A few years ago the Society decided to rebrand itself as the ‘United Society’ or simply ‘Us’. Getting rid of the awkward colonialist connotations of the full name, and also sounding inclusive and pally. But you can see the problem – a search on ‘Us’ will find instances of the personal pronoun, or pages about the United States, if indeed ‘us’ is not a stopword and excluded altogether from searches.

(Actually even leaving out search engines, there’s a problem with ‘Us’ in conversation. Saying “St Filofax’ is supporting Us this month” is ambiguous. It reminds me of the workplace I had which named its servers after parts of the body (don’t ask….). It was very hard dictating IP addresses or URLs involving the one called ‘colon’.)

So back to USPG it went. Nice idea, but really any rebranding needs to take account of the search engine test.

where did the casual work go?

One major change since I was on the job market at the end of the last millennium is the abolition of the way into employment in universities by doing casual work. This was in fact the way ILRT recruited a lot of its staff, and a lot of the best ones: someone was taken on for a few weeks, and if they proved to do the job well their employment was extended, in many cases being converted into a permanent job.

I contrast this with some posts recently advertised near here. First time round four candidates (disclaimer: I was one) were shortlisted for the two identical roles and went through a selection process, but no appointment resulted. The posts were re-advertised but again no one was appointed. They were advertised a third time, with vaguer indications of the salary, and the process seems to have been again unsuccessful.

In the past, this would have been much less likely to happen. Without a strict ‘point-scoring’ level that candidates had to reach, there would have been flexibility to offer the posts to any of the short-listed candidates, relying on the probation period in the job as a safety net if one proved inadequate in practice. The work was done as part of a closely-knit team, so there would be limited damage they could do.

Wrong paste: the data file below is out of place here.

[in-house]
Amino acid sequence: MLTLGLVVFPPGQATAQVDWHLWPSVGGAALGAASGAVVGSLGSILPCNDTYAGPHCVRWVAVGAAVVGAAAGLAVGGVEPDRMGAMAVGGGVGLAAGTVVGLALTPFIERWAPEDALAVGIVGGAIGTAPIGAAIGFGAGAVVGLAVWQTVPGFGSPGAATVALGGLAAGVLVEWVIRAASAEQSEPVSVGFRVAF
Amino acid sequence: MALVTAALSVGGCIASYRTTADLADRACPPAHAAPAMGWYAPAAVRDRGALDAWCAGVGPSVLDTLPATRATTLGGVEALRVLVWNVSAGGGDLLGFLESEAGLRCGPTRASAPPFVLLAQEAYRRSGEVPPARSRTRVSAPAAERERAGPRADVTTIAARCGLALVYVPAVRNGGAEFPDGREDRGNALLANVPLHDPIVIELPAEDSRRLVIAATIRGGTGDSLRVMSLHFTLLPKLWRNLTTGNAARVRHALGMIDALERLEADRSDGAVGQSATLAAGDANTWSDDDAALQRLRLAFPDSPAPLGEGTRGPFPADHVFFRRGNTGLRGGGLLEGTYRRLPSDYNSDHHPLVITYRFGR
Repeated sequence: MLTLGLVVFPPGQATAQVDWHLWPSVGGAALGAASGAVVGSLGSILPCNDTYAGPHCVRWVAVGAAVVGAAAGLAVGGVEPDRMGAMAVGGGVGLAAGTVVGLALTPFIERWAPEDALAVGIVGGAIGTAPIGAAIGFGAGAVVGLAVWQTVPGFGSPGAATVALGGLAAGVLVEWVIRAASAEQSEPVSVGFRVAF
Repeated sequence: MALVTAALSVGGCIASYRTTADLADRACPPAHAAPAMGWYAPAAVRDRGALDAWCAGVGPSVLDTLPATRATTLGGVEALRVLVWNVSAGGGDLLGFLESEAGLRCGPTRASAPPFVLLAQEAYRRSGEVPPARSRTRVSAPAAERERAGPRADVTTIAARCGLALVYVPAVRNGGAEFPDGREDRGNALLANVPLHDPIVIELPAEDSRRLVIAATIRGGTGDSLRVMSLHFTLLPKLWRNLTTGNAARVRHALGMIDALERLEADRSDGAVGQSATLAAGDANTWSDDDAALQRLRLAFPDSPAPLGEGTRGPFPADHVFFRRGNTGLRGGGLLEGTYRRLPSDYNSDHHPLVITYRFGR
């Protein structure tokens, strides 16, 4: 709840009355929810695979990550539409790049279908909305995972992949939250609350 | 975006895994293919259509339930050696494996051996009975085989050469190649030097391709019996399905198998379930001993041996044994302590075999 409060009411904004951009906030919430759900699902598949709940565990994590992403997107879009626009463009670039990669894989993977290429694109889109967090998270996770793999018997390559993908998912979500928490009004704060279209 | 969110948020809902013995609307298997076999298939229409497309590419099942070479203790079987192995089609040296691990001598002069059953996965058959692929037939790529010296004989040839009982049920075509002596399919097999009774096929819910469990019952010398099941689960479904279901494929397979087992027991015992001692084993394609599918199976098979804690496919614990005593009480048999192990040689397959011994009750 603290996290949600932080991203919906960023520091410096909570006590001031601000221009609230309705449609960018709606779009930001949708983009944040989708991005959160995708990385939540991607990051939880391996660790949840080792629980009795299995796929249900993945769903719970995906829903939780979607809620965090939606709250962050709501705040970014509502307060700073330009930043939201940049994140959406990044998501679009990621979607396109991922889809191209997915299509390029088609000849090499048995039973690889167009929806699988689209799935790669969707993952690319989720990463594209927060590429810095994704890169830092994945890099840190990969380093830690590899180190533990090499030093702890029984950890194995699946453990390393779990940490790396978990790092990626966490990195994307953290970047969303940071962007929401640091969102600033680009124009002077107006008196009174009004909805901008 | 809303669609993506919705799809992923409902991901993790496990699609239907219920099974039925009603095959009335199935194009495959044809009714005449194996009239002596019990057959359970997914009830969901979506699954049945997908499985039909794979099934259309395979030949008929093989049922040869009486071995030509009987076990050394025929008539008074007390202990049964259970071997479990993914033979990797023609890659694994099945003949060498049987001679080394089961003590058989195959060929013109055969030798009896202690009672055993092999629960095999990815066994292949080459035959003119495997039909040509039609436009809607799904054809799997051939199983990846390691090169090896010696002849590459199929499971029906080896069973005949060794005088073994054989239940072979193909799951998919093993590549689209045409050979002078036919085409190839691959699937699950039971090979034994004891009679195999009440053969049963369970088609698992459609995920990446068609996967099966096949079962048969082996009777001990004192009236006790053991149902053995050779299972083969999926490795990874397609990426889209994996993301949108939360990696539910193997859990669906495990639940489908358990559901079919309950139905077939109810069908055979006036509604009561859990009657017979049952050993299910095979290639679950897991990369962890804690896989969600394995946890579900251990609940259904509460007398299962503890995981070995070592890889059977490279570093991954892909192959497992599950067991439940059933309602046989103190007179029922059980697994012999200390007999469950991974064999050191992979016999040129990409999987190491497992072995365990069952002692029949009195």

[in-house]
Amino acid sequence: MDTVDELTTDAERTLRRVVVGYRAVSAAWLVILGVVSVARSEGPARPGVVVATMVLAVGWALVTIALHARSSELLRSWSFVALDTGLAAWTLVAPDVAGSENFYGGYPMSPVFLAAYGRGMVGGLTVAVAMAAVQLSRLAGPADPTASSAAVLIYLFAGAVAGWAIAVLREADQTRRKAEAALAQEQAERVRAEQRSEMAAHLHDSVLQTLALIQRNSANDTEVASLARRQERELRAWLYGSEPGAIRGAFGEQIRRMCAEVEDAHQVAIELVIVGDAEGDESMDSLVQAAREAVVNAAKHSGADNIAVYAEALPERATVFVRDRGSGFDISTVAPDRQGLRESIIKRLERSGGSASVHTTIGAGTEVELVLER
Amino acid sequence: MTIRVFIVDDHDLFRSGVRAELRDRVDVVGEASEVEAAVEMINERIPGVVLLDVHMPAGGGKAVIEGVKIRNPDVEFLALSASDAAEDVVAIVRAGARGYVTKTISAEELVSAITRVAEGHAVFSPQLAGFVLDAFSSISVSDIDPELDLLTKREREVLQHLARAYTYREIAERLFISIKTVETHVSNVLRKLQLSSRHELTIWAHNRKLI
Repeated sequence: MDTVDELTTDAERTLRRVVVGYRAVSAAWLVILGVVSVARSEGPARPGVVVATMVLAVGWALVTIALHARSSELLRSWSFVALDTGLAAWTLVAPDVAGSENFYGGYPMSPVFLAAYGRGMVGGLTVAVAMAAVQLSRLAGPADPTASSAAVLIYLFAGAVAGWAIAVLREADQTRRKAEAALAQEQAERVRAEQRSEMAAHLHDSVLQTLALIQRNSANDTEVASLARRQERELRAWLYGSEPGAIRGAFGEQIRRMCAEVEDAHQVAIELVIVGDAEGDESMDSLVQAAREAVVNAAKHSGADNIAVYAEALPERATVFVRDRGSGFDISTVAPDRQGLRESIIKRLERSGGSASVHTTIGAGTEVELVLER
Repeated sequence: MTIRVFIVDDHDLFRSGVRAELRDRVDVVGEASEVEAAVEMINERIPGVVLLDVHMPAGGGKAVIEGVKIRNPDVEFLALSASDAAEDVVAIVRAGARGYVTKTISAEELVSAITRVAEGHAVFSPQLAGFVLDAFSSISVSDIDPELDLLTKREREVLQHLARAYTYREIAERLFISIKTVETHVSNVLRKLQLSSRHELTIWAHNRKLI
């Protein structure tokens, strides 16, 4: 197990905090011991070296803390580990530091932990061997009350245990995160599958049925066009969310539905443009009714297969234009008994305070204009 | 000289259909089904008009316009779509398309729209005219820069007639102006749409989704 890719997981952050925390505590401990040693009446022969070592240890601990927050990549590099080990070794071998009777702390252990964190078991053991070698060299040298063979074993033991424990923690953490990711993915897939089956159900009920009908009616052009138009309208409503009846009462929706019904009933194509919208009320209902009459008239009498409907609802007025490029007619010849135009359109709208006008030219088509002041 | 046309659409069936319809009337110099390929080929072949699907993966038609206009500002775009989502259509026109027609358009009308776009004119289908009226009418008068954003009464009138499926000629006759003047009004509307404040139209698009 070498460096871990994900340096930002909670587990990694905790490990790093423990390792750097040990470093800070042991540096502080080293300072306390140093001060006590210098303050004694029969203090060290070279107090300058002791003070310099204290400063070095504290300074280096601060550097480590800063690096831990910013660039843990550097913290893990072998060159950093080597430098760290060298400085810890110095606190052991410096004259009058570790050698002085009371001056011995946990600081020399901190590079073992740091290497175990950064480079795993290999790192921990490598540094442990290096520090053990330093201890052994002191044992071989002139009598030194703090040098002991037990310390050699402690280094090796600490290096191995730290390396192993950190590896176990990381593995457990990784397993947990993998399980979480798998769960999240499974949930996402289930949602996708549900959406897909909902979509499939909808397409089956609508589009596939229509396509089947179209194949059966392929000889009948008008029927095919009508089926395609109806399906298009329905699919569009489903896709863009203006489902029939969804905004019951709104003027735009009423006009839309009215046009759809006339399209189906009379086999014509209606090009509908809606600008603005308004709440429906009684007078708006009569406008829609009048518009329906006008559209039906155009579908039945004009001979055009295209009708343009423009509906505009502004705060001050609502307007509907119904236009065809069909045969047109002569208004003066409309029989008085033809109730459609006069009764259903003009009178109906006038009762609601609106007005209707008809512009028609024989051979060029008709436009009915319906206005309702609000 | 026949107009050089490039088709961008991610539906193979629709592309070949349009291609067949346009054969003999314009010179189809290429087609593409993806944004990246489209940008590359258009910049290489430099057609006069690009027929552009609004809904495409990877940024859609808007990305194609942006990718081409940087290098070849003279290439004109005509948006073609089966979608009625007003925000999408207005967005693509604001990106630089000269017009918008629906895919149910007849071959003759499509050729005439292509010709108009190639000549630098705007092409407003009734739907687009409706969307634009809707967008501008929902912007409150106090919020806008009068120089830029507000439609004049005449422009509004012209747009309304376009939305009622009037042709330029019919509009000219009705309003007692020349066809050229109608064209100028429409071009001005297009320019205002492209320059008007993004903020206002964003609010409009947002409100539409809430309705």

Offering short-term contract work and seeing how people got on would have been another possibility, with the possibility of extending it; this is quite common in the commercial sector. Instead, an expensive recruitment process has been repeated over and over, and the backlog of work the appointees would have done has been piling up. It does provide employment, but in the Human Resources department!

what happened to subject gateways?

An ‘ILRT alumni and friends’ group has sprung up on Facebook, with several dozen members. We reminisce about events we attended and projects we worked on, and share photos of former staff jollies and awaydays, conference visits, giveaway items and so on. Many of us had something to do with the resource discovery site Intute (I still have an Intute plastic drinks coaster). It covered all subjects and subsumed ILRT’s own SOSIG (Social Services Information Gateway). As well as cross-searching, Intute also had add-ons such as newsfeeds and a personalised space for tagging and exporting content. It ran from 2006 until 2011, with content frozen till 2014, when the site was finally closed.

(Earlier when I worked at NISS – now Eduserv which has been in the news this week – we had a ‘Directory of Networked Resources’, which also covered all subjects. As well as cataloguing all resources on the NISS site, anyone could catalogue and submit a resource. It ceased to work in about 2002, I believe because there wasn’t the staff time available to check the resources that had been submitted, and by then it was only duplicating other gateways, including those that became Intute. BUBL met a similar fate.)

What went wrong with Intute, apart from the general shortage of funds after the credit crunch? We were proud of SOSIG, but it was apparent when I worked on merging it with other subject gateways, that they were at different levels of development and detail. The claimed advantage of Intute was that it enabled cross-searching, but it wasn’t so clear how much of an advantage that was. If you are a historian, do you need to be able to find resources relating to chemistry? And how much do you need a facility to export content, when most people are comfortable with cut and paste, and have their own way of storing information that they need to keep?